Advertisement
YOU ARE HERE: LAT HomeCollections

Beyond the Mainstream

Complementary Therapies Can Help Manage Ailments

April 01, 2002|BARRIE R. CASSILETH | SPECIAL TO THE TIMES

Complementary therapies do not cure disease, but many reduce or eliminate symptoms.

They also can help manage some relatively minor but vexing ailments. Here are five common problems and the complementary therapies that can treat them safely and effectively.

* Headache. One of humankind's most common ailments, headaches afflict millions of Americans to the point that many seek medical relief. But non-chemical complementary remedies are safe, have no side effects and are sometimes free.

Simple behavioral modifications include adequate sleep, exercise, a sound diet, better humidity control in your home and stress management. Complementary therapies that may help ease headache pain include biofeedback, meditation, yoga, acupuncture, acupressure, massage, visualization and guided imagery.

Try massage of the back, neck and head for tension or muscle headaches--or acupuncture or acupressure for persistent headaches. Yoga classes, readily available, may provide relief of headaches caused by tension or stress. As for migraines, they rarely succumb to massage or yoga, but acupuncture may provide good results.

* Pain. Many types of pain can be reduced or banished with complementary therapies. Pain that originates in muscle or skeletal problems is most readily treated with those that promote relaxation, such as music therapy, massage, tai chi, Alexander technique, yoga, Rolfing, hydrotherapy and hypnosis.

The Alexander technique involves exercises that correct posture and is often used to reduce pain induced by movement or posture problems. Tai chi is a gentle but closely controlled exercise, an ancient technique from traditional Chinese medicine. Rolfing applies deep pressure to the fascia, the tissues that cover muscles, and works especially well against pain associated with lower back injury. Highly diluted volatile mustard oil, used as a paste or mustard plaster and applied for less than 10 minutes (more can burn), also can relieve muscle aches.

Sore throat can be eased with slippery elm lozenges or tea. Specific pain resulting from injury or surgery often can be treated effectively with acupuncture. Only an experienced, licensed acupuncturist should be engaged for this treatment, and your doctor should be consulted.

* Stress. We now know that stress a primary factor in the development of heart disease and may contribute to chronic pain, arthritis, diabetes and asthma. So finding ways to reduce or better manage it is crucial. In complementary therapy, stress treatments fall primarily in the area of "mind-body medicine." They include biofeedback, hypnosis, imagery and visualization, meditation and qigong.

* Depression. Half of all Americans are believed to suffer from depression at some point in their lives. Even mild depression can sap energy, damage relationships and take the joy out of life. Many pharmaceutical antidepressants are available by prescription, but some are associated with unpleasant side effects. St. John's wort, also known as hypericum, is a herbal remedy that eases mild and moderate depression. However, this herb must not be used by people on other medications, because it interferes with the liver's ability to properly process many prescription drugs. Meditation, yoga, tai chi, music and light therapies also help against depression.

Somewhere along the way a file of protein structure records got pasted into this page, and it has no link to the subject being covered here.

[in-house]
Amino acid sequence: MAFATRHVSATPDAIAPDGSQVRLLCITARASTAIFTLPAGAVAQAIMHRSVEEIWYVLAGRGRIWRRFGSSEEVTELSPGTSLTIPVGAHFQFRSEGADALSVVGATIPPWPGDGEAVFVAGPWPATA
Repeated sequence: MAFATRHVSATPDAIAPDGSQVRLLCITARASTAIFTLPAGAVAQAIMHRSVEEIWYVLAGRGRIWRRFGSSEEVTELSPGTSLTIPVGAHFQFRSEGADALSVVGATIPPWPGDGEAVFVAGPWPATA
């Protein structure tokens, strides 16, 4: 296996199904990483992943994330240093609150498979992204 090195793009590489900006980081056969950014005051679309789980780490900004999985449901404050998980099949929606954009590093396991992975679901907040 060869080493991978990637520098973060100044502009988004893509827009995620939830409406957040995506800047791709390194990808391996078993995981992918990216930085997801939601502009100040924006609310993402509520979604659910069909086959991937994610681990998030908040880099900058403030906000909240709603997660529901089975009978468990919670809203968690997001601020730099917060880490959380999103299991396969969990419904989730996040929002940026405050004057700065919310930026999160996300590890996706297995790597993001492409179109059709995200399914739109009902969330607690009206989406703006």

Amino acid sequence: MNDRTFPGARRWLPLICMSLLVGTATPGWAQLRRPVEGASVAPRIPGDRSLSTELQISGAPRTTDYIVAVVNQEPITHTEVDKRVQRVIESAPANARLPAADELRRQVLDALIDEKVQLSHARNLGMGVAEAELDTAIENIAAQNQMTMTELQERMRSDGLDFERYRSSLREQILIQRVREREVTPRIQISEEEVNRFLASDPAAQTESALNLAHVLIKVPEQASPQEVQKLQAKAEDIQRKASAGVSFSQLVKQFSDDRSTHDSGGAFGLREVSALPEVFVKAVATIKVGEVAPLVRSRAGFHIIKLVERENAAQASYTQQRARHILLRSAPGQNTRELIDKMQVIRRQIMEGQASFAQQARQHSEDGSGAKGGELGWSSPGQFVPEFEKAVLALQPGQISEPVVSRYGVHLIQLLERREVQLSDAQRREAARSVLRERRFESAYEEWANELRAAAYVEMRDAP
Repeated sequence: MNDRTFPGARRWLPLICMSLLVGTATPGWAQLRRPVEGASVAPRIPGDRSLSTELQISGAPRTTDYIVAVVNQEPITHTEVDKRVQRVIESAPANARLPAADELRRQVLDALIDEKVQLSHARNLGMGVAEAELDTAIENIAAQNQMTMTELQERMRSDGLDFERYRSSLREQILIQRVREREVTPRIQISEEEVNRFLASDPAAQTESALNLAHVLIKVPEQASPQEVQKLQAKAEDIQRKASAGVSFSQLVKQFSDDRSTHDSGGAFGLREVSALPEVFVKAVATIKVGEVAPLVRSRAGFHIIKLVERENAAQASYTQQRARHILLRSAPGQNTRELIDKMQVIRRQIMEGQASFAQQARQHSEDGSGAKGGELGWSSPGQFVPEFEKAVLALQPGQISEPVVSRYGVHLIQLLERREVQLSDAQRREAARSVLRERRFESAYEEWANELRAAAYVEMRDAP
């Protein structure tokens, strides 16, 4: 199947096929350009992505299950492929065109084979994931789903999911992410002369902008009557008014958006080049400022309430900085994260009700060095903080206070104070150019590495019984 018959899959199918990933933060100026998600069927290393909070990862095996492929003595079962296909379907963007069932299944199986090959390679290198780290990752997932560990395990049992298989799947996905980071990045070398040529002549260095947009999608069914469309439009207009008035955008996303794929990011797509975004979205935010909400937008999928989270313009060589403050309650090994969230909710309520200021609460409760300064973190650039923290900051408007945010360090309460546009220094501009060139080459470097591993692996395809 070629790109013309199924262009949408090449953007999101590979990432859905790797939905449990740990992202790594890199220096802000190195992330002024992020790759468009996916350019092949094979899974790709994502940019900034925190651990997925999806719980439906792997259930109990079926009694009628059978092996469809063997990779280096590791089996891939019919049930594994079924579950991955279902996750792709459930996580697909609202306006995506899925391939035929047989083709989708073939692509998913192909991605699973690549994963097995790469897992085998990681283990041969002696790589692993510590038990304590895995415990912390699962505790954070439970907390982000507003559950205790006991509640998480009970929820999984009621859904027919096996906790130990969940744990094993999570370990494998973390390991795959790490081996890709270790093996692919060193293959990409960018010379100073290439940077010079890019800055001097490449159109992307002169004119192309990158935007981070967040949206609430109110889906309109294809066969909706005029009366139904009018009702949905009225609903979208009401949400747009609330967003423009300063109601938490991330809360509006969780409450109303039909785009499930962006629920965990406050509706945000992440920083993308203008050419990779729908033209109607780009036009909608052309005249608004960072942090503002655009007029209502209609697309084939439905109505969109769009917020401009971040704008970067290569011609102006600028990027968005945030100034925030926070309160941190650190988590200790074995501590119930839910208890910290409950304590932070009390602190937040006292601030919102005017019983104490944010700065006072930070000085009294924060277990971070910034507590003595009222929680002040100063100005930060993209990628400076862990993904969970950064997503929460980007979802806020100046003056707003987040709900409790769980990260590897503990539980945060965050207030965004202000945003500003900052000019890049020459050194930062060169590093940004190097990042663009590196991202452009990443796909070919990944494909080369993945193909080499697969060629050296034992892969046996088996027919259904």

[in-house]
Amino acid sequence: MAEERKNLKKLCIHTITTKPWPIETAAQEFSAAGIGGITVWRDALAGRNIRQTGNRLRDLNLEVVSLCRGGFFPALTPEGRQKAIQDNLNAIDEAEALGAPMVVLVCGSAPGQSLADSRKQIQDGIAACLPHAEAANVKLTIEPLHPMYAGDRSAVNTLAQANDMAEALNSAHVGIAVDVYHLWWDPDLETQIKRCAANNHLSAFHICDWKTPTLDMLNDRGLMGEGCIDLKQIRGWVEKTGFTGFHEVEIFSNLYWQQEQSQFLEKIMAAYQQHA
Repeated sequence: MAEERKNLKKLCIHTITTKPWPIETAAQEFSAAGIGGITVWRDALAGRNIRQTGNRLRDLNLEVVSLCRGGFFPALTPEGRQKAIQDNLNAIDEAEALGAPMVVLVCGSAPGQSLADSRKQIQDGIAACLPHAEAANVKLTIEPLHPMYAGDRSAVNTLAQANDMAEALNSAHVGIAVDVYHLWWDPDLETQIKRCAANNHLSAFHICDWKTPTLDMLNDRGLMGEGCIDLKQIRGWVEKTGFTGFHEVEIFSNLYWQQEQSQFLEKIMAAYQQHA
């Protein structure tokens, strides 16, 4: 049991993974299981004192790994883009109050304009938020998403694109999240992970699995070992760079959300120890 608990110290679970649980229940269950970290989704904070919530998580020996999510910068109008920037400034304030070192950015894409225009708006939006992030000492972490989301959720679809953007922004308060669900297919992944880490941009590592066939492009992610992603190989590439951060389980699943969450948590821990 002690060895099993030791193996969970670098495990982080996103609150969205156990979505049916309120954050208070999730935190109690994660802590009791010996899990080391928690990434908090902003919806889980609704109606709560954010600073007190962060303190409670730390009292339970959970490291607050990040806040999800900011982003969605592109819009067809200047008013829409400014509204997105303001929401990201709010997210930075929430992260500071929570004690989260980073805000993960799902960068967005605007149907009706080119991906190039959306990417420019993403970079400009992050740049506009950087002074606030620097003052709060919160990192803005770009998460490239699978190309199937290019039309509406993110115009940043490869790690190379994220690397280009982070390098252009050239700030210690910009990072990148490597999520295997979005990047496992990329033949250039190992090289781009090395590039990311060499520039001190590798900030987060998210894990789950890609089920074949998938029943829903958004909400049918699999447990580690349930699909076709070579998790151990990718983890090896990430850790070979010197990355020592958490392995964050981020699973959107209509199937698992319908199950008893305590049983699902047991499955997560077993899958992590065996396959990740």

Many sufferers have found that an over-the-counter man-made product, SAM-e, relieves depression effectively. Coated tablets work best.

* Osteoarthritis. A degenerative joint disease that affects an estimated 21 million older Americans, osteoarthritis is characterized by an often painful breakdown of joint cartilage. The cushioning between bones simply wears away. The disease can affect joints in the hands, feet, knees and arms.

Although there is as yet no cure, some studies suggest that glucosamine and chondroitin can reverse some of the effects of the disease. Glucosamine stimulates the formation and repair of cartilage, and chondroitin sulfate prevents other body enzymes from worsening the damage. Although both are found naturally in the body, supplements are made from animal products and sold without prescription, typically combined as a single capsule.

Numerous complementary therapies relieve the pain of arthritis. Pain antidotes mentioned above, such as massage and acupuncture, can help, as can yoga, tai chi and hydrotherapy. The Arthritis Foundation says some studies have shown ginger, turmeric and other herbs to be useful in reducing pain, and the University of North Carolina is studying a possible link between osteoarthritis and anxiety and depression.

Regardless of your specific illness or condition, tell your doctor about over-the-counter remedies you want to try, particularly herbal remedies such as St. John's wort, to make sure you avoid any potential conflicts. And if you want more information about a complementary therapy, make sure that the information source is dependable. Avoid books or Internet sites that promote a specific remedy.

*

Barrie Cassileth, PhD, is chief of integrative medicine at Memorial Sloan-Kettering Cancer Center in New York. Send questions by e-mail to: DrCassileth@aol.com. Her column appears the first Monday of the month.

Advertisement
Los Angeles Times Articles
|
|
|